Plane Talk: Got a question? Ask the Captain!
Do you have a question about airline safety, flight etiquette, jet lag, or air travel in general? Submit your question and look for answers in a future column. Answering your questions in our NEW ASK THE CAPTAIN column is, Michael Wiggins, a retired airline pilot who has spent the better part of his life shuttling passengers around the globe.
We'd been planning to launch this column ever since a chance meeting brought Michael onto our radar screen. We KNEW we wanted him to bring his expertise and humor to our YourLifeIsATrip family, but who knew we'd start the dialogue with the question on everyone's lips these days...
What was really going on with those Northwest Airline pilots in the cockpit?
About those NWA pilots over flying ( MSP ) Minneapolis/ St. Paul Airport by 150 miles. Jeeeez. It's a reasonable question. How CAN that happen?
The lack of attention to detail is obvious. Someone has to be driving that big ol’ Bus (AIRBUS) and somebody has to be monitoring the radios. And as they say in California, that’s a definite “for sure, for sure” dude.
It sounds to me like a couple of guys had their radio volumes turned down …. way, w a y, w a y down. This is an especially bad thing when you are traveling at 500 miles per hour……hummmmmmmmm, divide that (500 mph) by 60 minutes ( 60 minutes is an hour….I think? )…….and you can see that this “winged” aluminum beast is smokin’ right along at about 8.4 miles per minute.
Now, I believe the reports said they were “out of radio contact” for about 91 minutes……so now multiply 91minutes by 8.4 miles per minute and voila, you can see at that rate the bad boy ( jet ) would be out of radio contact for “about” 765 miles.
Yikes ??? That sounds bad, but things can get worse….if the controller deems that going NORDO ( NO Radio ) may be in conjunction with a hijacking. The controller’s next step could lead to scramble the interceptors (it appears NORAD North American Aerospace Defense Command was not contacted until very, very, very late.)
If that happens, you have transitioned from the Yikes to the……. “Oh S % * T” phase of flight.
At the same time, it is not that unusual for long stretches of inactivity in radio transmissions ,especially in the late night. However, no contact in ten to 15 minutes should make the pilots ask…..”where is everybody?”
So what was going on in the cockpit that occupied their attention? Could it be the snooze factor? I’d say NO, it’s not behind the clock enough.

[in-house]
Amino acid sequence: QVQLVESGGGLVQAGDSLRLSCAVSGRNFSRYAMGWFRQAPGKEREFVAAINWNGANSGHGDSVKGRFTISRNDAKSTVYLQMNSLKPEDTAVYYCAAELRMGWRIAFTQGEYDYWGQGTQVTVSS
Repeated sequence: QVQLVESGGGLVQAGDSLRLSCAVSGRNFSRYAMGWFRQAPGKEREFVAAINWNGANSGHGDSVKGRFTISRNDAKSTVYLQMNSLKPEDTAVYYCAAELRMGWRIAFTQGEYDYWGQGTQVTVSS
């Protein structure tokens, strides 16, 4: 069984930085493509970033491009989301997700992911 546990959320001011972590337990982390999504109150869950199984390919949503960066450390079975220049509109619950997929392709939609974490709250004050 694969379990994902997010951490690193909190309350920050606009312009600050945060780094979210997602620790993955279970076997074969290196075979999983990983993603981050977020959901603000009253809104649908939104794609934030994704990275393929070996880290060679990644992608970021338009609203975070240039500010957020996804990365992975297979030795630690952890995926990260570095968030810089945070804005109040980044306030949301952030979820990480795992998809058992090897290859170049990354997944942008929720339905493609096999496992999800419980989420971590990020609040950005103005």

Could it be the “library factor?” Books, newspapers, or magazines,. (Who said pilots could not read?) I’d say no to that too.
Could it be heated discussion on bad government or bad management or bad spouses? I’d say no.
Then what? My guess. It’s about scheduling.
Money and time off, all packaged in a computer program. Someone felt they needed to be schooled on the pitfalls of an unfamiliar scheduling program.
My guess is that they were focused was on a computer program.
If this is what happened, it is inexcusable. However, it is very understandable.
There was neither harm nor damage done to any passengers, to any crewmen, or to any aircraft. The plane and the passengers arrived just a tad late. Hey, if the passengers had purchased an “EXCURSION” fare, then an excursion is exactly what they received.
Their failings were not with intent. It was a human error and valuable lessons were learned for other flight crews world wide. Oddly enough, this in turn, should enhance aviation safety as a whole. I am sure the F.A.A. will be busy now cooking up a new procedure.
Some folks are calling for the pilots to receive the rack or whips and chains or the dungeon or even permanent exile from flying. I say no.
Seriously, I look at this event in a positive light. My bet is that NW has created two of the safest pilots in the world. If they are not fired first.
Do you have questions for YourLifeIsATrip's airline pilot? Submit your question and look for answers in a future column.